“Phishing emails become more sophisticated and refined,” commented Fatih Orhan, the head of Comodo Threat Research Labs. “Cybercriminals actively invent new methods to trick users into clicking on a bait link. As we can see from the example above, it is not so easy to distinguish a malicious file or link, even for a cybersecurity aware user. That’s why for ensuring security today, companies need to not only train people for the cybersecurity vigilance skills but use reliable technical protection means as well. Objects of this attack were not impacted. only because they had prepared in advance: by protecting their networks with Comodo intelligence. And that was the right decision, because it’s much easier to prevent an attack than to overcome its consequences.”
Live secure with Comodo!
File name: Lebal copy.exe
Sample SHA1: e26e12ed8a5944b1dbefa3dbe3e5fc98c264ba49
Date: 11 January 2018
The file is an 814 KB Portable Executable trying to impersonate an Adobe Acrobat document in order to trick the user into running it. For more plausibility, it disguised with the icon of a .pdf file and faked file’s version information:
After running, it drops tmp.exe (SHA1: 0e9f43124e27fd471df3cf2832487f62eb30e1c) and copies MSBuild.exe
executable from Windows as .exe.
The purpose of copying MSBuild.exe is to run and inject it with the malware own instructions. As it is digitally signed with “Microsoft Corporation” certificate, some security applications might allow its actions, thus letting the malware to get access to the internet and local resources at its will.
After performing the injection, the malware downloads kensho-au.tk/file/payload.bin file, moves it to WinNtBackend-1751449698485799.tmp.exe (SHA1: 5245079fe71977c89915f5c00eaa4d1d6c36375c) in the system’s temporary folder and then executes it.
It allows the attacker to provide the malware with continuous updates and new components or installing additional malware on the compromised host.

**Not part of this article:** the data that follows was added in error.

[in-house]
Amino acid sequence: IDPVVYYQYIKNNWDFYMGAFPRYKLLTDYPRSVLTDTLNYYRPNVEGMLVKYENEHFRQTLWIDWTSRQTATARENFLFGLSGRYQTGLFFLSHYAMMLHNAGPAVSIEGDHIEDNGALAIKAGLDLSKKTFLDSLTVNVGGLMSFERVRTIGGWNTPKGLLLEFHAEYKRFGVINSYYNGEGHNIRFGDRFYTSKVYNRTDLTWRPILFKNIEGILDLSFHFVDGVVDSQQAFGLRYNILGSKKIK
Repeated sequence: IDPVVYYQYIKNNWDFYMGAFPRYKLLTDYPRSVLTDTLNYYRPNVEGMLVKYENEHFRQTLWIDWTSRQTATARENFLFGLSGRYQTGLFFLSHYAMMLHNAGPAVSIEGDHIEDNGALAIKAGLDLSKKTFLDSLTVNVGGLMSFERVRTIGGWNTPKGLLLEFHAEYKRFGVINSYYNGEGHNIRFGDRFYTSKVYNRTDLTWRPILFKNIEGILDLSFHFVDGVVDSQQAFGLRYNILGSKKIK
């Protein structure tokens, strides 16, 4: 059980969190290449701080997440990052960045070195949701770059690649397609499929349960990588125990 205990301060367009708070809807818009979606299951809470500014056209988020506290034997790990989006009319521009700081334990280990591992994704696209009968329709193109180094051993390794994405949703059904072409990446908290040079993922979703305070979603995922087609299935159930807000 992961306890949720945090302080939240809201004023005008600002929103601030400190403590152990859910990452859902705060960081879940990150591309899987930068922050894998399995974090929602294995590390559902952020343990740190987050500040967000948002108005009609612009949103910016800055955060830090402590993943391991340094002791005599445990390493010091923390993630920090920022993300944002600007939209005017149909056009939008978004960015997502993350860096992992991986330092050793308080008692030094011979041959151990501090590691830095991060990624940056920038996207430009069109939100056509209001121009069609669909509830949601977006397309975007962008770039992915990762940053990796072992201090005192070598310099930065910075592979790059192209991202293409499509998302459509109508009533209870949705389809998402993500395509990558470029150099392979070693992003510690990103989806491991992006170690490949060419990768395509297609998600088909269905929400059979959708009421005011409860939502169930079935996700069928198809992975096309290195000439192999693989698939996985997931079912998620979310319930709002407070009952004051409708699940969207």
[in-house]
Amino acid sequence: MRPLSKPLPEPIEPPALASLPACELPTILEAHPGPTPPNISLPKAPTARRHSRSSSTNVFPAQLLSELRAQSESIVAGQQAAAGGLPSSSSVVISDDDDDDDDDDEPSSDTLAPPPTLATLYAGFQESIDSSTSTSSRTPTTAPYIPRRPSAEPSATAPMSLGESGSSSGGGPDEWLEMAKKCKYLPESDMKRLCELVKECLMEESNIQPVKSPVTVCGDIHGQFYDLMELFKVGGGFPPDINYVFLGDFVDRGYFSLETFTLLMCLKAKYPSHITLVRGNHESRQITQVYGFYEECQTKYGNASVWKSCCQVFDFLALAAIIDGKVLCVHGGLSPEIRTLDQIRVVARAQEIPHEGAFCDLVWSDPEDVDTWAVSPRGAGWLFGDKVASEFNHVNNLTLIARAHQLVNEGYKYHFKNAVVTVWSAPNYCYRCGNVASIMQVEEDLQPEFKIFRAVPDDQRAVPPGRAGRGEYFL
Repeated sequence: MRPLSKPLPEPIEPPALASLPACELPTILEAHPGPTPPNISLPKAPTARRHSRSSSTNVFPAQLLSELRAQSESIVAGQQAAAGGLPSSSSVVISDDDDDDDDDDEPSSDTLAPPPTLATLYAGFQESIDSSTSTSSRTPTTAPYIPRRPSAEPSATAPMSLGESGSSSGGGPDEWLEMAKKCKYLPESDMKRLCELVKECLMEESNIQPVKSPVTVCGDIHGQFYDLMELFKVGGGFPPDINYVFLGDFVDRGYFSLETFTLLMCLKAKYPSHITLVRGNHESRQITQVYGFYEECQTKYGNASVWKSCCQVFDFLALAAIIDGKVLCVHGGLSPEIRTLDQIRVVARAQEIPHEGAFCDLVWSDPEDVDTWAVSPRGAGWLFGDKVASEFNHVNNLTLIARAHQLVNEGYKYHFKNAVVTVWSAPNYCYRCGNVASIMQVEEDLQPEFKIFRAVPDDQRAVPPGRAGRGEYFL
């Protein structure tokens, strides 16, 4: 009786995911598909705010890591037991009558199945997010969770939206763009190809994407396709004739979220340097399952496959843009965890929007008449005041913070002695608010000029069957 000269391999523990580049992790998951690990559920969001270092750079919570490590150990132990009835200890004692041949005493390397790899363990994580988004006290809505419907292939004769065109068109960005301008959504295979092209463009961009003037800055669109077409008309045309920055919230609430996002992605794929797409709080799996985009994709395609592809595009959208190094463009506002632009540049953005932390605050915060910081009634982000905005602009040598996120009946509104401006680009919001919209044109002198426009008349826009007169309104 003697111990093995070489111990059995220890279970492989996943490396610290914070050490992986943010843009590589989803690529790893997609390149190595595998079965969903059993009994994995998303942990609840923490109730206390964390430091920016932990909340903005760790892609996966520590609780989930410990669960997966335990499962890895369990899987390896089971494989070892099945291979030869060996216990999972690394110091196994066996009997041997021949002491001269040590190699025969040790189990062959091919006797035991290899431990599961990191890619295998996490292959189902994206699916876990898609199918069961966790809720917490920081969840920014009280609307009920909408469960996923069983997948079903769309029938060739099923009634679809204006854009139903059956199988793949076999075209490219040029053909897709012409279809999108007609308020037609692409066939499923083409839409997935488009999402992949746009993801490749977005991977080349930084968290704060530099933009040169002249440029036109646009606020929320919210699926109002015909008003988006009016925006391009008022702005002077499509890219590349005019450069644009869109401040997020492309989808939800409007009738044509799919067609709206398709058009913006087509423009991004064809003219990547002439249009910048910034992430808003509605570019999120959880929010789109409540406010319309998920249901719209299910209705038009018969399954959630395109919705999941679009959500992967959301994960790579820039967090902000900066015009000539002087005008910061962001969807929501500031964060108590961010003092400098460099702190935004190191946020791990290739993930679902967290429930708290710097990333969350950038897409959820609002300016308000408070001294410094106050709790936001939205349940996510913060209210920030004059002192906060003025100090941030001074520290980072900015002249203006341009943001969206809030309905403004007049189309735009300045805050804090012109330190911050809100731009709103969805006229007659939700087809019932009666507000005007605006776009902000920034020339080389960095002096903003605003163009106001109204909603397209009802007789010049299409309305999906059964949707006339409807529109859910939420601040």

The main purpose of the malware is to steal sensitive information. It tries to collect the following data:
— private data from web browsers, including cookies and login credentials;
— cryptocurrency wallets like Bitcoin or Electrum;
— credentials from known (s)ftp clients like FileZilla or WinSCP;
— instant messengers accounts;
— email clients accounts (Thunderbird and Outlook):
Collected data is sent to http://datacntrsecured.com/securityfilesdoc/gate.php
The malware is created to extract as much private information as possible for variety of malicious purposes, for instance:
–stolen email accounts can be used to send spam messages;
–ftp credentials give access to websites to compromise them;
–cryptocurrency accounts can be immediately cashed out.
Any stolen information can be utilized by the cybercriminals if affected users won’t take appropriate counter steps in time.
4. Indicators of compromise
– the presence of .exe file in %temp% folder
– the presence of tmp.exe file in %temp% folder
– the presence of WinNtBackend-2955724792077800.tmp.exe file in %temp% folder
Malware is detected by Comodo products with name TrojWare.Win32.Pony.IENG and TrojWare.MSIL.Injector.~SHI